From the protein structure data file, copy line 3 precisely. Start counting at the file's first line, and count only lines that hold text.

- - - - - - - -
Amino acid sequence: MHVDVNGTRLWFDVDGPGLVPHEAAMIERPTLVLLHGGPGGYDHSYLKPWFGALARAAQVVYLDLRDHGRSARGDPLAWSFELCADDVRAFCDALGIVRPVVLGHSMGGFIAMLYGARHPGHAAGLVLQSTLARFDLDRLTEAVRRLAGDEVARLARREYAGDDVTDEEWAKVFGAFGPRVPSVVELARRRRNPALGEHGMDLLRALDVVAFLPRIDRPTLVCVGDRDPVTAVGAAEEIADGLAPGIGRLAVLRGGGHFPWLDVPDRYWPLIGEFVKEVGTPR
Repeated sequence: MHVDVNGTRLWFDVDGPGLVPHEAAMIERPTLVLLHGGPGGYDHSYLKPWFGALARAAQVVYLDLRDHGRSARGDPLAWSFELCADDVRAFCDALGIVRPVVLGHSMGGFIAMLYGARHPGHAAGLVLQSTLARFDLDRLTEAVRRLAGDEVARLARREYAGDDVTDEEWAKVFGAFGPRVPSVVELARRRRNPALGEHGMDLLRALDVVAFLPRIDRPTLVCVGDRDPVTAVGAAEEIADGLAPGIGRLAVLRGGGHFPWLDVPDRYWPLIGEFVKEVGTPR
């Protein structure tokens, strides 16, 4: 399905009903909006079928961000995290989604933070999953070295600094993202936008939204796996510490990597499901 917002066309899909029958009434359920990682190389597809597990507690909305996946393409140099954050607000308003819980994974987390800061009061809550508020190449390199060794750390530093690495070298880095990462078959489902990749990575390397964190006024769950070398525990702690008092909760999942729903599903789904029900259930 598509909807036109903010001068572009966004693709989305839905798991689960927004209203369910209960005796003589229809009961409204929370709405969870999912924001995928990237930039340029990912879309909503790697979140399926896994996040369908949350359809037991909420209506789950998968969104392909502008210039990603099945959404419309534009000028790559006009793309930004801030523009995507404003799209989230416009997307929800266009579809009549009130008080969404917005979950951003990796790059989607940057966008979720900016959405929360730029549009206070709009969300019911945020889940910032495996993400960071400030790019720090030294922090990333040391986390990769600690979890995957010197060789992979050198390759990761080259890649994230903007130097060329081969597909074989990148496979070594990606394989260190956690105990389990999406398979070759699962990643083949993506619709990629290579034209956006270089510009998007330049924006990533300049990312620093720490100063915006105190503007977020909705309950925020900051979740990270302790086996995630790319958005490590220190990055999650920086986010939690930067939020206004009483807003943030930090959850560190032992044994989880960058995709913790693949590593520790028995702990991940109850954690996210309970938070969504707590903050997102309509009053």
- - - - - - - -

């Protein structure tokens, strides 16, 4: 399905009903909006079928961000995290989604933070999953070295600094993202936008939204796996510490990597499901 917002066309899909029958009434359920990682190389597809597990507690909305996946393409140099954050607000308003819980994974987390800061009061809550508020190449390199060794750390530093690495070298880095990462078959489902990749990575390397964190006024769950070398525990702690008092909760999942729903599903789904029900259930 598509909807036109903010001068572009966004693709989305839905798991689960927004209203369910209960005796003589229809009961409204929370709405969870999912924001995928990237930039340029990912879309909503790697979140399926896994996040369908949350359809037991909420209506789950998968969104392909502008210039990603099945959404419309534009000028790559006009793309930004801030523009995507404003799209989230416009997307929800266009579809009549009130008080969404917005979950951003990796790059989607940057966008979720900016959405929360730029549009206070709009969300019911945020889940910032495996993400960071400030790019720090030294922090990333040391986390990769600690979890995957010197060789992979050198390759990761080259890649994230903007130097060329081969597909074989990148496979070594990606394989260190956690105990389990999406398979070759699962990643083949993506619709990629290579034209956006270089510009998007330049924006990533300049990312620093720490100063915006105190503007977020909705309950925020900051979740990270302790086996995630790319958005490590220190990055999650920086986010939690930067939020206004009483807003943030930090959850560190032992044994989880960058995709913790693949590593520790028995702990991940109850954690996210309970938070969504707590903050997102309509009053």